Everything you need to know about the changes at Force India

SPA-FRANCORCHAMPS, Belgium -- Tune in to Sunday's Belgian Grand Prix and on the face of it very little will have changed for Force India. The cars are still pink, they are still on the grid and, for this weekend at least, the driver line-up remains unchanged. But if you follow the sport more closely, it will not have escaped your attention that some fairly big changes have taken place behind the scenes.

Put simply, the ownership of the team has switched from Vijay Mallya, Subrata Roy and the Mol family to a consortium of investors led by Lawrence Stroll. But the process by which the team got there, which included going into administration over the Hungarian Grand Prix weekend, led to a series of complications that were only fully resolved on the Thursday ahead of the Belgian Grand Prix. Below is a guide to everything you need to know about the changes at the team.

Name change

Prior to Thursday the team was entered into the championship under the name Sahara Force India. However, that entry was excluded in the run up to the Belgian Grand Prix and the team's new owners submitted a new mid-season entry that was accepted by the FIA. Under the new entry the team is known as Racing Point Force India.

Speaking on Friday, new team principal Otmar Szafnauer explained why the "Force India" part of the name had been retained: "I think the reason is that we started the year with Force India as our chassis name. Formula One and the FIA, they don't like chassis name changes, and I understand why because it confuses the fans.

"We thought it was prudent to keep Force India for the fans. The car's still pink, we have the same sponsors, we still have the same drivers, we have the same motorhome, we still have the same employees. You look at us and we're exactly the same. I think it would have been confusing to remove Force India. Racing Point was added in front of Force India instead of Sahara, we were Sahara Force India before, that was just so we can distinguish between the old and the new.

"Racing Point just so happens to be the name of the company in the United Kingdom that owns the assets. That's the only reason for Racing Point being there. But the chassis name remains Force India, and I think from a fan perspective, that's the right thing."

A full name change for next year will be possible with approval from the F1 Commission.

Zero points

When Sahara Force India's entry was excluded from the championship, the team's 59 points from the first 12 races of the season went with it. As a new entry, Racing Point Force India starts the Belgian Grand Prix on zero points and its final championship position for 2018 will be determined by the points it accrues relative to its rivals from this weekend onwards. The drivers keep their points in the drivers' championship in the same way that a driver who switched teams mid season would keep theirs.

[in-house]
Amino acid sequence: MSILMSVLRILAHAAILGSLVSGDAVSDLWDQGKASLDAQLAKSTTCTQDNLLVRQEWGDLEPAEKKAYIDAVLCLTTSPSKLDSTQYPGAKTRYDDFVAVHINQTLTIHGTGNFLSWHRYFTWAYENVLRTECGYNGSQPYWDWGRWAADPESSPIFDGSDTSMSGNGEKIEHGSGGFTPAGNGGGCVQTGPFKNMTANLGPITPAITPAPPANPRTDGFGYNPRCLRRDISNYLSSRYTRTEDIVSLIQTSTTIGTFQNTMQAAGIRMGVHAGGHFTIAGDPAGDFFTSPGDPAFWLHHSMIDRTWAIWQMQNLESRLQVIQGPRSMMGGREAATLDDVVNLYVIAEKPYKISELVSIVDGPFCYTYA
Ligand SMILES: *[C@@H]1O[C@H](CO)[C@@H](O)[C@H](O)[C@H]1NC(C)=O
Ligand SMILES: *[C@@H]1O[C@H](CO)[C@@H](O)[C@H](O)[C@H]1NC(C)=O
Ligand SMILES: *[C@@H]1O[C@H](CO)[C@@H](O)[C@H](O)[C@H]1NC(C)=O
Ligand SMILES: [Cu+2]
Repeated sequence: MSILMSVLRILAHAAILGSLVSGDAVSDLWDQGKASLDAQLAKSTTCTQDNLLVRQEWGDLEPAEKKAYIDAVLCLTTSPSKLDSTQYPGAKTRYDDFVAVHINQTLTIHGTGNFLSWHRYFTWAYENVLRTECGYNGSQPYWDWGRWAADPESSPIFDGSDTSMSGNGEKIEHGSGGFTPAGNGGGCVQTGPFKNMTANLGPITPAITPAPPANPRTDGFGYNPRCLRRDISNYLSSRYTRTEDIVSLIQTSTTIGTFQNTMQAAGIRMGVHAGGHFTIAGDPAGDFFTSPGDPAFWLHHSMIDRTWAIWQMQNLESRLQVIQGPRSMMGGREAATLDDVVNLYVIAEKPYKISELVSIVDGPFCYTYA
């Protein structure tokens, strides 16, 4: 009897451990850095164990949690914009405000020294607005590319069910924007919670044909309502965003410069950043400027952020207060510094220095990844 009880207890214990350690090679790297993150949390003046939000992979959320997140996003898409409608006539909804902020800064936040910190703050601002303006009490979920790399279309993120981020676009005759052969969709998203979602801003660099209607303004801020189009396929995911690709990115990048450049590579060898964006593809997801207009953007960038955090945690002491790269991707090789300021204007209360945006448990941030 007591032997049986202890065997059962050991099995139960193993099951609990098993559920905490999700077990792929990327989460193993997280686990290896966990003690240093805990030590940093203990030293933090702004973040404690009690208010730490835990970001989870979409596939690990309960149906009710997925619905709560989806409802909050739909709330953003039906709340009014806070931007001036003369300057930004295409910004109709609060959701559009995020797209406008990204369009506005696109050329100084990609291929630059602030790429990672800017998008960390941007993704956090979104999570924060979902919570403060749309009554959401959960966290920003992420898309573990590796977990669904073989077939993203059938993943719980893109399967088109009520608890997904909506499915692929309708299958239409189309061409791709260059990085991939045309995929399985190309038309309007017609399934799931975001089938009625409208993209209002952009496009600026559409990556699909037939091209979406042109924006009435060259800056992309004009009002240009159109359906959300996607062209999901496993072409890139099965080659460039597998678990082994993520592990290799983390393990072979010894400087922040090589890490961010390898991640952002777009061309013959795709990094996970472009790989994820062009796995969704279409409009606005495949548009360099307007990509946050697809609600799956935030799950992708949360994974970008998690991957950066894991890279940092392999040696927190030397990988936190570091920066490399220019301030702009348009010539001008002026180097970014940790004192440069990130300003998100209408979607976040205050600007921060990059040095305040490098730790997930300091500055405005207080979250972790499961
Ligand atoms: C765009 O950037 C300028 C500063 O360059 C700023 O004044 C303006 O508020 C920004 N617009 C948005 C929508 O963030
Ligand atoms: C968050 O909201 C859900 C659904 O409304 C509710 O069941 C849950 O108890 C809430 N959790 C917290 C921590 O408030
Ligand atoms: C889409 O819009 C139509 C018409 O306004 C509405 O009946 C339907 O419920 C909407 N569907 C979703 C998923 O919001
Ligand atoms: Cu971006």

Prize money

The team's future prize money for next year will be determined by where it finishes in the championship this year, but crucially its previous year's prize money and status in the championship has also been retained. A team usually has to compete for two full seasons before it can qualify for what are known as Column 1 payments, but despite being a new entrant, Racing Point Force India will still keep its Column 1 status and retain all its prize money from last year. For the arrangement to be made official it required the agreement of the nine other teams.

Engine allocations

After losing all its points as a new entrant, logic would follow that the team would have its power unit usage for the year wiped clean as well. Each car is allowed just three engines, turbochargers and MGU-Hs per year and just two MHU-Ks, energy stores and control electronics. Exceed that allocation and the driver of the car starts incurring grid penalties, so it would be an obvious advantage for Force India to start from zero in Spa. But the FIA has decided to close that loophole and has made sure Force India continues with the same engine allocation it had under its previous entry.

"As far as engine allocation goes, we had confirmation today from Charlie [Whiting] that we will continue with the engine allocation and gearbox allocation as if we never ceased racing," Szafnauer said. "I think in his eyes, that was the most fair thing to do vis-a-vis the other teams. That's how we're going to go forward."


For the Spa weekend Sergio Perez and Esteban Ocon remain at Force India, but it is not yet clear if that will remain the same until the end of the season. Lawrence Stroll is the father of Williams driver Lance Stroll and it would make sense for his son to drive for the team that he owns. That could kick off a series of changes up and down the grid, with Ocon linked to a switch to McLaren and Robert Kubica in line for a sensational comeback if Stroll leaves Williams. But as things stand Szafnauer was not willing to comment on a change of drivers.

"Yes, for the short term, it's the same two," he said. "What happens thereafter, it's not impossible to change, that's for sure, but a lot of agreements would have to happen so I don't know. It's hard for me to predict that in the future."